Chapter 2: My Home Is Your Home: Property, Propriety, and Neighbors

  • Joseph George


“My Home Is Your Home: Property, Propriety, and Neighbors” traces suburbia’s interest in private property to two dominant discourses: the classical liberal theories of Locke and Kant, which advocate property as a form of protection from invaders, and the concept of dwelling articulated in Heidegger and Arendt, which posits property as a means for developing an isolated identity. I contend that the relationships characterized by T.C. Boyle’s The Tortilla Curtain, John Cheever’s Bullet Park, and John Updike’s Rabbit Redux can be better described by employing the redefinitions asserted by thinkers such as Kenneth Reinhardt, Eric L. Santer, and Jeremy Waldron, who see the neighbor as not an individual similar to the self, but an other who is in proximity and in need.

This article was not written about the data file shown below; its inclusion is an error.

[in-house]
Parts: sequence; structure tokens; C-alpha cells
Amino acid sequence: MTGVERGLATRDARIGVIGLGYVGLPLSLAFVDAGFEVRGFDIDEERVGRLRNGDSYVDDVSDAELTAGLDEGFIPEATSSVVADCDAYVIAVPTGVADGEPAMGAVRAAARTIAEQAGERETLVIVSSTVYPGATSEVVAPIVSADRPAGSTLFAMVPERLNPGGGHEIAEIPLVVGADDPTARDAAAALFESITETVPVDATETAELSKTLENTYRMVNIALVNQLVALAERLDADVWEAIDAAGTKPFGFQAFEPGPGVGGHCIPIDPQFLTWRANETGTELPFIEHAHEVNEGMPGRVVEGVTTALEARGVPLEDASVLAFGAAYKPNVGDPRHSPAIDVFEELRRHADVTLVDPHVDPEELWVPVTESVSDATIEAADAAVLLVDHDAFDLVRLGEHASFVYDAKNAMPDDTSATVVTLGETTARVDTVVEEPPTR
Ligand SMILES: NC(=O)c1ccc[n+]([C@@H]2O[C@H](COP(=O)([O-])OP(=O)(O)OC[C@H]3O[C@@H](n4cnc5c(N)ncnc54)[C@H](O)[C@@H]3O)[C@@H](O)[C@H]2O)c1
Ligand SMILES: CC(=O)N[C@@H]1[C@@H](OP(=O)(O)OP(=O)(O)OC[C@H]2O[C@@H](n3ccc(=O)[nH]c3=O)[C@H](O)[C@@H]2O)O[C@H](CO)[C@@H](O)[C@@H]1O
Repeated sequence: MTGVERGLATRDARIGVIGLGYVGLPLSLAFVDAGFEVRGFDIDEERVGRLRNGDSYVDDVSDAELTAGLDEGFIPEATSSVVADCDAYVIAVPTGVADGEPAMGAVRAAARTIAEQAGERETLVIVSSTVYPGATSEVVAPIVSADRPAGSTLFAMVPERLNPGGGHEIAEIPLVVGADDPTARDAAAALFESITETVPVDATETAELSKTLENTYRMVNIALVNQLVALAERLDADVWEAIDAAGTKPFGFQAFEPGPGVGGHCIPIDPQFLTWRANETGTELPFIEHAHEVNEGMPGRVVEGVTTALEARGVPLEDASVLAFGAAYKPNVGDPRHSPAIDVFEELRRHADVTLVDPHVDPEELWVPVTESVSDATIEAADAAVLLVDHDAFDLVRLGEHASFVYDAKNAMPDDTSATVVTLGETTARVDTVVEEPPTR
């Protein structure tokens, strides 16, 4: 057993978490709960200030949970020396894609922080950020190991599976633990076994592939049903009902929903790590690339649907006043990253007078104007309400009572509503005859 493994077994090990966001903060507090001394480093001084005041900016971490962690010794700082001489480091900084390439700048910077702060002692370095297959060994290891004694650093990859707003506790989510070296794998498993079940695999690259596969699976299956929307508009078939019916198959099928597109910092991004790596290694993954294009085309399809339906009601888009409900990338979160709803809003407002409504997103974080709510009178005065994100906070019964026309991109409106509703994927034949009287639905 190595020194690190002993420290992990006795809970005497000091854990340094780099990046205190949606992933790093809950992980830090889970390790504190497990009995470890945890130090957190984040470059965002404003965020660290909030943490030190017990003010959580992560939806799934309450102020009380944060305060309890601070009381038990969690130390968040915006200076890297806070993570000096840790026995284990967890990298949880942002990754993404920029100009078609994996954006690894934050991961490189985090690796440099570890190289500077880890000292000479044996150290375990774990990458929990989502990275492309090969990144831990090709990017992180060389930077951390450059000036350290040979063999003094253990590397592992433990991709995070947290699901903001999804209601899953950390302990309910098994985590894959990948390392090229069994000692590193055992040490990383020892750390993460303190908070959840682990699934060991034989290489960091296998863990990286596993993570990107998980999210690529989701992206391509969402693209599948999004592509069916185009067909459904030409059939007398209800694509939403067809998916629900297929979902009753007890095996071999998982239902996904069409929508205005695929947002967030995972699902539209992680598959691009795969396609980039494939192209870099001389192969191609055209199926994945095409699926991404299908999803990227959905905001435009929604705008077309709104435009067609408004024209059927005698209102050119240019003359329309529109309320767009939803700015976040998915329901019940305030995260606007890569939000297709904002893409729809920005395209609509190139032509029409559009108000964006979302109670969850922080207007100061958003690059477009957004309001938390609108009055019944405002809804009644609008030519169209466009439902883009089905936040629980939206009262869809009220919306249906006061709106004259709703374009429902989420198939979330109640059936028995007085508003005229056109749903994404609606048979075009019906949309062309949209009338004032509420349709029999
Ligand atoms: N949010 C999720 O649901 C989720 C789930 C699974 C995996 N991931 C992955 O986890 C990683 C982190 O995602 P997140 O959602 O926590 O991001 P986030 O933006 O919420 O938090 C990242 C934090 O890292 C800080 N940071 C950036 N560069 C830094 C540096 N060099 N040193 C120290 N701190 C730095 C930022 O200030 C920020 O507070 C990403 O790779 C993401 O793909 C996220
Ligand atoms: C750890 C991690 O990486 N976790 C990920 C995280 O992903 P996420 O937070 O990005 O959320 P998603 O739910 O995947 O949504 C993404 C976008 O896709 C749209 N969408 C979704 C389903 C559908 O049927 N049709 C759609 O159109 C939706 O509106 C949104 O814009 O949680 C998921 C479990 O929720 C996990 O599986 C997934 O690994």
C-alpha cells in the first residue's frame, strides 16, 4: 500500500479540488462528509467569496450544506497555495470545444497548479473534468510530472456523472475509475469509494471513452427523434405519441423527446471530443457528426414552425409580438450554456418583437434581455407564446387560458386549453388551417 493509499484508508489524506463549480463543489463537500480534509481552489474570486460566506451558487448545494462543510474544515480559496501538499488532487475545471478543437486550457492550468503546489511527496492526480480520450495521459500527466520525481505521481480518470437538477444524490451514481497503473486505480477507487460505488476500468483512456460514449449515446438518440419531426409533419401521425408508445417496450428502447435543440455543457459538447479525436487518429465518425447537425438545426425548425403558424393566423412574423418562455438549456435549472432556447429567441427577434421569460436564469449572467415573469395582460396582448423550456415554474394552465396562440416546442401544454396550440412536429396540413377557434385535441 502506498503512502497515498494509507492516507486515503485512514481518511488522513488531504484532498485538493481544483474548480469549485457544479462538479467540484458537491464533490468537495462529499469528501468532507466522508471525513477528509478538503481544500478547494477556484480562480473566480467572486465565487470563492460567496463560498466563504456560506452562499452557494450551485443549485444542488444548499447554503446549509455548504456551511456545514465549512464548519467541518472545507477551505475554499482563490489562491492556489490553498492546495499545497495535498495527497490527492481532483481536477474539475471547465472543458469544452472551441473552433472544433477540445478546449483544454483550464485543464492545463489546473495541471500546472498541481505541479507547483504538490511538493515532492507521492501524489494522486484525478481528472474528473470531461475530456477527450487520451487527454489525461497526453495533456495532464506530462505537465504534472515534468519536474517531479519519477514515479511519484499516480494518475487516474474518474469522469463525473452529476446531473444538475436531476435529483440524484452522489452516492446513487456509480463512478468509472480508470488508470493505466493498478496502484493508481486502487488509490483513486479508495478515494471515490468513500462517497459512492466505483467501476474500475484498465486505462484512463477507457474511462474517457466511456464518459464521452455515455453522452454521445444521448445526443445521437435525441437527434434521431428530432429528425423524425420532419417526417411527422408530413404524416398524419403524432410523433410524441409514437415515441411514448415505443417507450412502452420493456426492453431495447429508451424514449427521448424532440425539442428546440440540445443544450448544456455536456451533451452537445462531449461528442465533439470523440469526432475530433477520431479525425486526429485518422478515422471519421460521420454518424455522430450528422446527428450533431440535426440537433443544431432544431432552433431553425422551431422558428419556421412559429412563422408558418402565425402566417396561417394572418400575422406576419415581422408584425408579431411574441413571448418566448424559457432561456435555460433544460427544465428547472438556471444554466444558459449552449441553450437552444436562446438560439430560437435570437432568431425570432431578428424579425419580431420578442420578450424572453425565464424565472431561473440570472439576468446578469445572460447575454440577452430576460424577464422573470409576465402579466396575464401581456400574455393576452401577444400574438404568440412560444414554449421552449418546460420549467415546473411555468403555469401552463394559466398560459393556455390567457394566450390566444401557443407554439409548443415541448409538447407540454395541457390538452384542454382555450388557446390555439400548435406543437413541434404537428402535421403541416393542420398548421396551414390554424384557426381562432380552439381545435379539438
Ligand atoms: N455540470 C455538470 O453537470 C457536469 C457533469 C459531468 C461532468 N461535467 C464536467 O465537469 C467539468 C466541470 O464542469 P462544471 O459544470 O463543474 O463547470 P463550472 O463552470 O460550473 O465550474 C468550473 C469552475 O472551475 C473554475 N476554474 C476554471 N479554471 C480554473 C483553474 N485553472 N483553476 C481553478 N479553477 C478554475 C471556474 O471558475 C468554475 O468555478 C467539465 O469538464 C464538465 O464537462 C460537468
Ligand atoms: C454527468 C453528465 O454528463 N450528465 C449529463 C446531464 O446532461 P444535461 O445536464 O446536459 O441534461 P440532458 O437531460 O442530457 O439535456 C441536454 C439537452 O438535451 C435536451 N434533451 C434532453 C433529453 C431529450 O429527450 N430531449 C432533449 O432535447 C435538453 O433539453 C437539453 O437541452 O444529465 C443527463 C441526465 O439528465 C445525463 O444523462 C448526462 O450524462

Public Housing Private Property Property Owner Housing Crisis Political Theology 
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Copyright information

© The Author(s) 2016

Authors and Affiliations

  • Joseph George
    • 1
  1. 1.University of North Carolina at GreensboroGreensboroUSA

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